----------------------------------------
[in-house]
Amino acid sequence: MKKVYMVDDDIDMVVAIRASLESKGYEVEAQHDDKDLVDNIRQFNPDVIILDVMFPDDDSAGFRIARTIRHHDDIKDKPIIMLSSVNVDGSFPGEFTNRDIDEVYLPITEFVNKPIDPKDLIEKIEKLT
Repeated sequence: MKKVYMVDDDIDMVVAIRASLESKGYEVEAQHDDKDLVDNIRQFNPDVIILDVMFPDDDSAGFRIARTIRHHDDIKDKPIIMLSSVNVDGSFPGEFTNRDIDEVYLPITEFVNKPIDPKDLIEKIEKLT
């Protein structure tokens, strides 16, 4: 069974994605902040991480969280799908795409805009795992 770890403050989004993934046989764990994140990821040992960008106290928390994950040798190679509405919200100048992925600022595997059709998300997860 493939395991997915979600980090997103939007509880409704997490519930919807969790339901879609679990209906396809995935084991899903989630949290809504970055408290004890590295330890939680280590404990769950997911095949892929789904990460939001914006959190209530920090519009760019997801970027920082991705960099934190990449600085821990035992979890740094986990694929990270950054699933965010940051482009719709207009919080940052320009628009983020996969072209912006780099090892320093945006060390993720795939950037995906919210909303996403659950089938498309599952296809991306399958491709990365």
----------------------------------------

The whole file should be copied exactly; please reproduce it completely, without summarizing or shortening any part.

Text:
[in-house]
Amino acid sequence: MKKVYMVDDDIDMVVAIRASLESKGYEVEAQHDDKDLVDNIRQFNPDVIILDVMFPDDDSAGFRIARTIRHHDDIKDKPIIMLSSVNVDGSFPGEFTNRDIDEVYLPITEFVNKPIDPKDLIEKIEKLT
Repeated sequence: MKKVYMVDDDIDMVVAIRASLESKGYEVEAQHDDKDLVDNIRQFNPDVIILDVMFPDDDSAGFRIARTIRHHDDIKDKPIIMLSSVNVDGSFPGEFTNRDIDEVYLPITEFVNKPIDPKDLIEKIEKLT
């Protein structure tokens, strides 16, 4: 069974994605902040991480969280799908795409805009795992 770890403050989004993934046989764990994140990821040992960008106290928390994950040798190679509405919200100048992925600022595997059709998300997860 493939395991997915979600980090997103939007509880409704997490519930919807969790339901879609679990209906396809995935084991899903989630949290809504970055408290004890590295330890939680280590404990769950997911095949892929789904990460939001914006959190209530920090519009760019997801970027920082991705960099934190990449600085821990035992979890740094986990694929990270950054699933965010940051482009719709207009919080940052320009628009983020996969072209912006780099090892320093945006060390993720795939950037995906919210909303996403659950089938498309599952296809991306399958491709990365």